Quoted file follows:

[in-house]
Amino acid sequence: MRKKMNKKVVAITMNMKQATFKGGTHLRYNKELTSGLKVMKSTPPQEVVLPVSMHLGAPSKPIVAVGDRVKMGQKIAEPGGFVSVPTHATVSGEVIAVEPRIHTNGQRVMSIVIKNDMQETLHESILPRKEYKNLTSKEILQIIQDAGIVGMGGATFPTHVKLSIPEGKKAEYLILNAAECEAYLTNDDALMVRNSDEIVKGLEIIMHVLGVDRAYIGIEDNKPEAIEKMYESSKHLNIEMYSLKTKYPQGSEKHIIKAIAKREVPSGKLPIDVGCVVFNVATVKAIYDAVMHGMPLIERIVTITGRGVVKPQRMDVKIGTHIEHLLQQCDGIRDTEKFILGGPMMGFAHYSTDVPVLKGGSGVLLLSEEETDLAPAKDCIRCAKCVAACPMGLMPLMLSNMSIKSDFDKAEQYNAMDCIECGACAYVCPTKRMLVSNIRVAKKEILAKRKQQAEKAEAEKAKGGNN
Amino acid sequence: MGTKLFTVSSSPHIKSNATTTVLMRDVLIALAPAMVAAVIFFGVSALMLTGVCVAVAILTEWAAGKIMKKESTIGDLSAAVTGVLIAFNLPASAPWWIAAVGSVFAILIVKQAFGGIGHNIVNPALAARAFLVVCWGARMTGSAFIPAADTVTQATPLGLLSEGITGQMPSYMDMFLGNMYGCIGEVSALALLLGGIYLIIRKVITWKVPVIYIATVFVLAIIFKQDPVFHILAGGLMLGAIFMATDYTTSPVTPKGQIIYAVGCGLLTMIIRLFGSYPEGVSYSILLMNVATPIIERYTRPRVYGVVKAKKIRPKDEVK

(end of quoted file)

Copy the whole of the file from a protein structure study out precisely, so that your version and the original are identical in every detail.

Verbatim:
[in-house]
Amino acid sequence: MRKKMNKKVVAITMNMKQATFKGGTHLRYNKELTSGLKVMKSTPPQEVVLPVSMHLGAPSKPIVAVGDRVKMGQKIAEPGGFVSVPTHATVSGEVIAVEPRIHTNGQRVMSIVIKNDMQETLHESILPRKEYKNLTSKEILQIIQDAGIVGMGGATFPTHVKLSIPEGKKAEYLILNAAECEAYLTNDDALMVRNSDEIVKGLEIIMHVLGVDRAYIGIEDNKPEAIEKMYESSKHLNIEMYSLKTKYPQGSEKHIIKAIAKREVPSGKLPIDVGCVVFNVATVKAIYDAVMHGMPLIERIVTITGRGVVKPQRMDVKIGTHIEHLLQQCDGIRDTEKFILGGPMMGFAHYSTDVPVLKGGSGVLLLSEEETDLAPAKDCIRCAKCVAACPMGLMPLMLSNMSIKSDFDKAEQYNAMDCIECGACAYVCPTKRMLVSNIRVAKKEILAKRKQQAEKAEAEKAKGGNN
Amino acid sequence: MGTKLFTVSSSPHIKSNATTTVLMRDVLIALAPAMVAAVIFFGVSALMLTGVCVAVAILTEWAAGKIMKKESTIGDLSAAVTGVLIAFNLPASAPWWIAAVGSVFAILIVKQAFGGIGHNIVNPALAARAFLVVCWGARMTGSAFIPAADTVTQATPLGLLSEGITGQMPSYMDMFLGNMYGCIGEVSALALLLGGIYLIIRKVITWKVPVIYIATVFVLAIIFKQDPVFHILAGGLMLGAIFMATDYTTSPVTPKGQIIYAVGCGLLTMIIRLFGSYPEGVSYSILLMNVATPIIERYTRPRVYGVVKAKKIRPKDEVK